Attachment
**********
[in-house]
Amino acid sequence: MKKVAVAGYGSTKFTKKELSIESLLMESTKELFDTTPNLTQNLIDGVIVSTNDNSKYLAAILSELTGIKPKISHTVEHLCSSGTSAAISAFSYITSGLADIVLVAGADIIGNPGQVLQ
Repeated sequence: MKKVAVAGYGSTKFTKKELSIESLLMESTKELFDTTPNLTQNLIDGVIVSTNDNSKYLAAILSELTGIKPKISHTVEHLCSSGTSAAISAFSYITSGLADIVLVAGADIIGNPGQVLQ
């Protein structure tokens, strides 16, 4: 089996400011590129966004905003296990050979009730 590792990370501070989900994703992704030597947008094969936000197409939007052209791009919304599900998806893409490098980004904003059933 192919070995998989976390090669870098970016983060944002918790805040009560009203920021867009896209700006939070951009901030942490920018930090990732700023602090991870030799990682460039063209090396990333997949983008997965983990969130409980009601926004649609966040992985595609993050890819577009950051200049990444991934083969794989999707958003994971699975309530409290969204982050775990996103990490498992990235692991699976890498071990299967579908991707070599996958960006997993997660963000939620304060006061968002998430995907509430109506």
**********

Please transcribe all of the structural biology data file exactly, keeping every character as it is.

[in-house]
Amino acid sequence: MKKVAVAGYGSTKFTKKELSIESLLMESTKELFDTTPNLTQNLIDGVIVSTNDNSKYLAAILSELTGIKPKISHTVEHLCSSGTSAAISAFSYITSGLADIVLVAGADIIGNPGQVLQ
Repeated sequence: MKKVAVAGYGSTKFTKKELSIESLLMESTKELFDTTPNLTQNLIDGVIVSTNDNSKYLAAILSELTGIKPKISHTVEHLCSSGTSAAISAFSYITSGLADIVLVAGADIIGNPGQVLQ
């Protein structure tokens, strides 16, 4: 089996400011590129966004905003296990050979009730 590792990370501070989900994703992704030597947008094969936000197409939007052209791009919304599900998806893409490098980004904003059933 192919070995998989976390090669870098970016983060944002918790805040009560009203920021867009896209700006939070951009901030942490920018930090990732700023602090991870030799990682460039063209090396990333997949983008997965983990969130409980009601926004649609966040992985595609993050890819577009950051200049990444991934083969794989999707958003994971699975309530409290969204982050775990996103990490498992990235692991699976890498071990299967579908991707070599996958960006997993997660963000939620304060006061968002998430995907509430109506």